The Chiefs in Nzemaland of the Western Region are under pressure to cause the closure of all illegal mining sites in the area following an advocacy from a local environmental and development group; Galamsey Action Group. The group had petitioned the chiefs in the area stop all forms of illegal mining and other activities that threatens the local ecology.
Having gathered some evidence through field observations of illegal mining sites, most of which are in water bodies, the group have challenged the traditional authorities to advance suggestions to the government to take a drastic but urgent shutdown of all these galamsey sites to save lives.
They have mentioned that several water bodies including the Ankobra, Tano, Abbey Lagoon and others have been polluted beyond recognition, and communities including Nkroful, Anwia, Telekubokazo, Awuku, Salma-Dominasi, and Akango have all been saturated with mercury and other harmful chemicals.
The Convener of the group, Elizabeth Allua Vaah disclosed that there was some marginal improvement when the Akufo Addo government initiated it's anti-galamsey taskforce but the gains has completely been eroded due to the lack of will power to crack down on these illegal operations.
"Today, irresponsible mining is normal business. The lack of will to act at the top has led to suspicions about the sincerity of authorities in taking the right actions to end these illegal activities. We see many engage in Galamsey in broad daylight with no consequences.
"Unless something drastic is done to curb this menace, we in Nzema, and some parts of Ghana will need to import water for our survival, not counting debilitating diseases that can result from prolonged mercury poisoning."
She mentioned that arable lands have completed Ben taken over by a swarm of illegal miners which had exacerbated the the pollution of rivers in the area. Madam Allua Vaah laments that residents in the area have been compelled to import fish from to feed the community due the the dying aquatics life in the lagoons and other water bodies which they used to fish in.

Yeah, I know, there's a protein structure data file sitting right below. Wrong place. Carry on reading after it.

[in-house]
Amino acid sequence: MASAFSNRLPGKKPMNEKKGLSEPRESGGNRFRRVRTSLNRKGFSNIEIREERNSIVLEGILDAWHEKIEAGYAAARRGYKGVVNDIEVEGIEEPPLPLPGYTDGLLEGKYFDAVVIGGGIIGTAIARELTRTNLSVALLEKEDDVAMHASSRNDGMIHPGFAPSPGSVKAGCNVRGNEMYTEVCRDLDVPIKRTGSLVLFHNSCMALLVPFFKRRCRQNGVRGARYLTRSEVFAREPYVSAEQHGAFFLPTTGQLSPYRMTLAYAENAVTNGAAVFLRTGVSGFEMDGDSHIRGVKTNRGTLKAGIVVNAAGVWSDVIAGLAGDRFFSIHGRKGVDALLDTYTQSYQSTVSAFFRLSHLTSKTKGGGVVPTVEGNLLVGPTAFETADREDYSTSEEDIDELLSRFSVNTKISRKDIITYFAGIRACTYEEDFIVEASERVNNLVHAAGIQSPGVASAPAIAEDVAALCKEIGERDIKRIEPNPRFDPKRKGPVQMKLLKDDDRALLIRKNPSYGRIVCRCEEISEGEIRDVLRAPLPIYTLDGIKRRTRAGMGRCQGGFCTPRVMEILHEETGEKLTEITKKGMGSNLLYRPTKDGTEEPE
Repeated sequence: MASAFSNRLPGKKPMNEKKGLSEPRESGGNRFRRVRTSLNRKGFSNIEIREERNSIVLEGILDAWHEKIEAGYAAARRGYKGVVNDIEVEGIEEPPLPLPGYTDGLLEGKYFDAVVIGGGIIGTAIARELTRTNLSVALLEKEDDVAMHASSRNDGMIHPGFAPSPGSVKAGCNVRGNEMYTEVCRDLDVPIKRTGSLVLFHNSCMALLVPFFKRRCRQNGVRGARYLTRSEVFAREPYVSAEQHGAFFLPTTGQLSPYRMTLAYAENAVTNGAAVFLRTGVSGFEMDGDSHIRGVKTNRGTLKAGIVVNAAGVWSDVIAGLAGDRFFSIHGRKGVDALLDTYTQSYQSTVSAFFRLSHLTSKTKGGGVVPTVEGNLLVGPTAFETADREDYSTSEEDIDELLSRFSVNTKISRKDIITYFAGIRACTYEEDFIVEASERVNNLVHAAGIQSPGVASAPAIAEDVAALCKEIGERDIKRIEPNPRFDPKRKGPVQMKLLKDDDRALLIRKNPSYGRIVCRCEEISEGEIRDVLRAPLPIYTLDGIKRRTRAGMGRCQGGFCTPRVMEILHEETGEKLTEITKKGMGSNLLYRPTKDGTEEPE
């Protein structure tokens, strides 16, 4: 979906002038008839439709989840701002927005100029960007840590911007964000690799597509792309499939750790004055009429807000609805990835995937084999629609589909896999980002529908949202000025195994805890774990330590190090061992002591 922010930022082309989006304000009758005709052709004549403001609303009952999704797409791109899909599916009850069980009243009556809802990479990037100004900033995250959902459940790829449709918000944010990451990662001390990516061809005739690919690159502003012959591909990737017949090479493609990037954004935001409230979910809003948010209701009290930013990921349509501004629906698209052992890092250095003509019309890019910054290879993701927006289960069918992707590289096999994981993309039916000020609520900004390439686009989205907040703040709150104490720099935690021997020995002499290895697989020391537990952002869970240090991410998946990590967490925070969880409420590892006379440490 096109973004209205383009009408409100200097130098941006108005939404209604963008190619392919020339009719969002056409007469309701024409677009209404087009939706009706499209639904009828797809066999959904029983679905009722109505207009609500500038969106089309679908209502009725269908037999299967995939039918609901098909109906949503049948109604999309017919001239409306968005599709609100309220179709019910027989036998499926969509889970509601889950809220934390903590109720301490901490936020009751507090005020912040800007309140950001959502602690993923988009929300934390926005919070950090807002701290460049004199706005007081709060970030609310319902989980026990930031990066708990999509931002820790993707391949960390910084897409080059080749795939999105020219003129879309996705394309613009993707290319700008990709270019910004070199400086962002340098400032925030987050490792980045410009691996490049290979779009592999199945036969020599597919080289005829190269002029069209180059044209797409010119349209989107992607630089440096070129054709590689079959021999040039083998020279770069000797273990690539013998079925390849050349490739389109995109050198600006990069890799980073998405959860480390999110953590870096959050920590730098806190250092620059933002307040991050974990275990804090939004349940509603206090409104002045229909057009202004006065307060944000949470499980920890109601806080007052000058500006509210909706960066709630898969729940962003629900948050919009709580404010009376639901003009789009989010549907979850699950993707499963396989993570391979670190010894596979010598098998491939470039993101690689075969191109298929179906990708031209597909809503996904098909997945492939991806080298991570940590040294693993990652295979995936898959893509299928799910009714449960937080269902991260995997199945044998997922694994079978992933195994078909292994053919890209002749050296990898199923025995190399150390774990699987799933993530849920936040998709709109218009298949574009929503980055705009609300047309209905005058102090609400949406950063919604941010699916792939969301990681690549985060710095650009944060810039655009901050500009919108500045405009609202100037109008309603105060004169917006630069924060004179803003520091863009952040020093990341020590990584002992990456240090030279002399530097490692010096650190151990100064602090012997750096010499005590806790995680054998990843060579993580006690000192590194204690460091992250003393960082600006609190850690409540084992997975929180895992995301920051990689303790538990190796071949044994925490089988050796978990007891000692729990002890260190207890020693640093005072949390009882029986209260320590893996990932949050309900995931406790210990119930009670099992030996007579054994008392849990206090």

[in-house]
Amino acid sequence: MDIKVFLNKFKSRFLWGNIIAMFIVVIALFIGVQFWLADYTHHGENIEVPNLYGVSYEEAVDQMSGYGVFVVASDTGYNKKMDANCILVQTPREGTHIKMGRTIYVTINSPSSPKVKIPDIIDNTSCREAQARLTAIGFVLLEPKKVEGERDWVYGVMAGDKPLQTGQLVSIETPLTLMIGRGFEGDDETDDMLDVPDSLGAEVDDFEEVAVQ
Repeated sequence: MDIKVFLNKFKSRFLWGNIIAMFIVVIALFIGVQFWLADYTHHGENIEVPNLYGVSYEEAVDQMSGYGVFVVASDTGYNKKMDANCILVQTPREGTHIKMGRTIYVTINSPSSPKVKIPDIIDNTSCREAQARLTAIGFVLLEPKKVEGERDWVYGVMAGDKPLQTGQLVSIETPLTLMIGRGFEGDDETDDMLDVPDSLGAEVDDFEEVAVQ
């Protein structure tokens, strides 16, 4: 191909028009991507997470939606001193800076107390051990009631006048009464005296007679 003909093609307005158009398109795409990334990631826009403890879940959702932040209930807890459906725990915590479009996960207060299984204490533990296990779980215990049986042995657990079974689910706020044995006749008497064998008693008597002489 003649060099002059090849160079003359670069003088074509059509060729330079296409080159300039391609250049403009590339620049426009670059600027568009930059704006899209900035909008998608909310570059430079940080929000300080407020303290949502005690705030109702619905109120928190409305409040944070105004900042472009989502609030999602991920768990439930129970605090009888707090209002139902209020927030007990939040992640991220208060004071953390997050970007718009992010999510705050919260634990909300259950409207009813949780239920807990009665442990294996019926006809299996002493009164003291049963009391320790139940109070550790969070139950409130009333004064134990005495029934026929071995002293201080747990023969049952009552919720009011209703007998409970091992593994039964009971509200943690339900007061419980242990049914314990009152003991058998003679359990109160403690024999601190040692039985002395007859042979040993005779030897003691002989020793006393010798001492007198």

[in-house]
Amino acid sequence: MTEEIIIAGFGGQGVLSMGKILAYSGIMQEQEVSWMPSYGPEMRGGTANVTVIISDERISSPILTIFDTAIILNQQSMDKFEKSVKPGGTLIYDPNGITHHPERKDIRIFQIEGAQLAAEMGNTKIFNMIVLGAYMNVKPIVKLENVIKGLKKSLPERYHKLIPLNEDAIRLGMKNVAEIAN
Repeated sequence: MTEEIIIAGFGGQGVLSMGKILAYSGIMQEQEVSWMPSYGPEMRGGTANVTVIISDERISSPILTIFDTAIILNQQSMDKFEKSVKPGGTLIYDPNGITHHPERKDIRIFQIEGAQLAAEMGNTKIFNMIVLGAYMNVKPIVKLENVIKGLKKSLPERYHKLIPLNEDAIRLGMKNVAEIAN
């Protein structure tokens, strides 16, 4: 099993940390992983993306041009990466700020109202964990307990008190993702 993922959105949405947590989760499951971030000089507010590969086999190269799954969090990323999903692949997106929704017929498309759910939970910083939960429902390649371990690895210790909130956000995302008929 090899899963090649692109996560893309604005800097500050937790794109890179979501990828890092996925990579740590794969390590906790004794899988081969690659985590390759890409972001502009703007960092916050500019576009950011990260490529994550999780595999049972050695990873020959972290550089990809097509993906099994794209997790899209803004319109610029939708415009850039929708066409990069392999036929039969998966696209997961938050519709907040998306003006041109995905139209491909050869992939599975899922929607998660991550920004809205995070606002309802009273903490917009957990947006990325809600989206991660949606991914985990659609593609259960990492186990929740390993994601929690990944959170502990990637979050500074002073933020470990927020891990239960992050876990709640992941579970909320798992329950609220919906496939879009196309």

"The loss of arable lands for the cultivation of cocoa and other cash crops and foodstuffs has started causing hardship in Nzema. Along the Abbey Lagoon in Jaway Wharf fishing activities have come to a standstill and people now buy imported fish."
Below is a copy of their petition and the demands made of the chiefs, local authorities and the government.
Content created and supplied by: Tinch (via Opera News )
Opera News is a free to use platform and the views and opinions expressed herein are solely those of the author and do not represent, reflect or express the views of Opera News. Any/all written content and images displayed are provided by the blogger/author, appear herein as submitted by the blogger/author and are unedited by Opera News. Opera News does not consent to nor does it condone the posting of any content that violates the rights (including the copyrights) of any third party, nor content that may malign, inter alia, any religion, ethnic group, organization, gender, company, or individual. Opera News furthermore does not condone the use of our platform for the purposes encouraging/endorsing hate speech, violation of human rights and/or utterances of a defamatory nature. If the content contained herein violates any of your rights, including those of copyright, and/or violates any the above mentioned factors, you are requested to immediately notify us using via the following email address operanews-external(at)opera.com and/or report the article using the available reporting functionality built into our Platform See More